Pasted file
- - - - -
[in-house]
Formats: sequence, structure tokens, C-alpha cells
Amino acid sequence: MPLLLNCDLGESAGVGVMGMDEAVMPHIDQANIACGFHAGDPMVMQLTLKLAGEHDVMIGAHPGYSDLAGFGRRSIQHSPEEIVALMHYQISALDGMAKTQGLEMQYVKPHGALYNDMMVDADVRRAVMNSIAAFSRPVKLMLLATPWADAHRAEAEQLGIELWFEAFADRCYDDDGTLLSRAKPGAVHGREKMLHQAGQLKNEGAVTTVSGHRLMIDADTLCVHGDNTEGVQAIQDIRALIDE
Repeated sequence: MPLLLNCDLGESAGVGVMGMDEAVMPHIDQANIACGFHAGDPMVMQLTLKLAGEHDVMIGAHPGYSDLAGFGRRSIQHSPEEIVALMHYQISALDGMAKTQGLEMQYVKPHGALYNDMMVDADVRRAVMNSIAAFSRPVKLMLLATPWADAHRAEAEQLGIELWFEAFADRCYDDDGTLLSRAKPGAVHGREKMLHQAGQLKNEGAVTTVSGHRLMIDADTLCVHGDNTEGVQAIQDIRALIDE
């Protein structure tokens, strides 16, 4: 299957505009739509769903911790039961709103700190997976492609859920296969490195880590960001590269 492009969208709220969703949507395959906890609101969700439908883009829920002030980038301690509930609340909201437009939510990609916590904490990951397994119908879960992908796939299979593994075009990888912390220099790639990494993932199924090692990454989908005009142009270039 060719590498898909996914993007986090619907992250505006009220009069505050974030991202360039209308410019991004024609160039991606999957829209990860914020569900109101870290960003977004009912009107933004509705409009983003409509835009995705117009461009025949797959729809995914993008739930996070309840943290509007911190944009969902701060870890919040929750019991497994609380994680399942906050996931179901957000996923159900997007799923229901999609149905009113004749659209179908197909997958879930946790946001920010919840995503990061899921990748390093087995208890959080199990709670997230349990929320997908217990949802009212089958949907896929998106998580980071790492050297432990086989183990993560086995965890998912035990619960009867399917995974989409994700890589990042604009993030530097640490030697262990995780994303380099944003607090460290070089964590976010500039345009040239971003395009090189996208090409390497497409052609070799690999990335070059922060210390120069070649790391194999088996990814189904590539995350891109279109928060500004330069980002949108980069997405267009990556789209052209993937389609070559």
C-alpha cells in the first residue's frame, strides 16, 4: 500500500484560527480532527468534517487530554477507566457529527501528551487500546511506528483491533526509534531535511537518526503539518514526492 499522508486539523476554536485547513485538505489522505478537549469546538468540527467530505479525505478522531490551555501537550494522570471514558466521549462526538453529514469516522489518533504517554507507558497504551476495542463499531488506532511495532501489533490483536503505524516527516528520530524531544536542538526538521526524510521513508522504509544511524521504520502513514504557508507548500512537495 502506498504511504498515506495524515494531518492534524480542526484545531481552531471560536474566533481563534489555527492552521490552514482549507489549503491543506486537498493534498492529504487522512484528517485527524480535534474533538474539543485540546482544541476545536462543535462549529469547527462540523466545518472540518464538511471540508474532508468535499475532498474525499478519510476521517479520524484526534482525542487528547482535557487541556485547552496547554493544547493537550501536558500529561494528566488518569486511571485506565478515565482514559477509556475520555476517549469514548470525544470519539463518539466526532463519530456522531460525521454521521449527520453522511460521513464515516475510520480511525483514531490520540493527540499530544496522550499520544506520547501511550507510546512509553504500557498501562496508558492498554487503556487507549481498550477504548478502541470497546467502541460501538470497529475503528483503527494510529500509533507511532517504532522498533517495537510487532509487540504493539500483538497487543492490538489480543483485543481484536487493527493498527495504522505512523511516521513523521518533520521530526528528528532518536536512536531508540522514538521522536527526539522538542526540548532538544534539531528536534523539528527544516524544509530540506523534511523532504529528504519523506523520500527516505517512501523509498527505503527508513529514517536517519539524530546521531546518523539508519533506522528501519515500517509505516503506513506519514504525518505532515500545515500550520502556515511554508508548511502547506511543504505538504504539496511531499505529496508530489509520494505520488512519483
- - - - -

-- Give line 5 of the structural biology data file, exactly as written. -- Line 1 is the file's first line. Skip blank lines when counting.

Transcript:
């Protein structure tokens, strides 16, 4: 299957505009739509769903911790039961709103700190997976492609859920296969490195880590960001590269 492009969208709220969703949507395959906890609101969700439908883009829920002030980038301690509930609340909201437009939510990609916590904490990951397994119908879960992908796939299979593994075009990888912390220099790639990494993932199924090692990454989908005009142009270039 060719590498898909996914993007986090619907992250505006009220009069505050974030991202360039209308410019991004024609160039991606999957829209990860914020569900109101870290960003977004009912009107933004509705409009983003409509835009995705117009461009025949797959729809995914993008739930996070309840943290509007911190944009969902701060870890919040929750019991497994609380994680399942906050996931179901957000996923159900997007799923229901999609149905009113004749659209179908197909997958879930946790946001920010919840995503990061899921990748390093087995208890959080199990709670997230349990929320997908217990949802009212089958949907896929998106998580980071790492050297432990086989183990993560086995965890998912035990619960009867399917995974989409994700890589990042604009993030530097640490030697262990995780994303380099944003607090460290070089964590976010500039345009040239971003395009090189996208090409390497497409052609070799690999990335070059922060210390120069070649790391194999088996990814189904590539995350891109279109928060500004330069980002949108980069997405267009990556789209052209993937389609070559």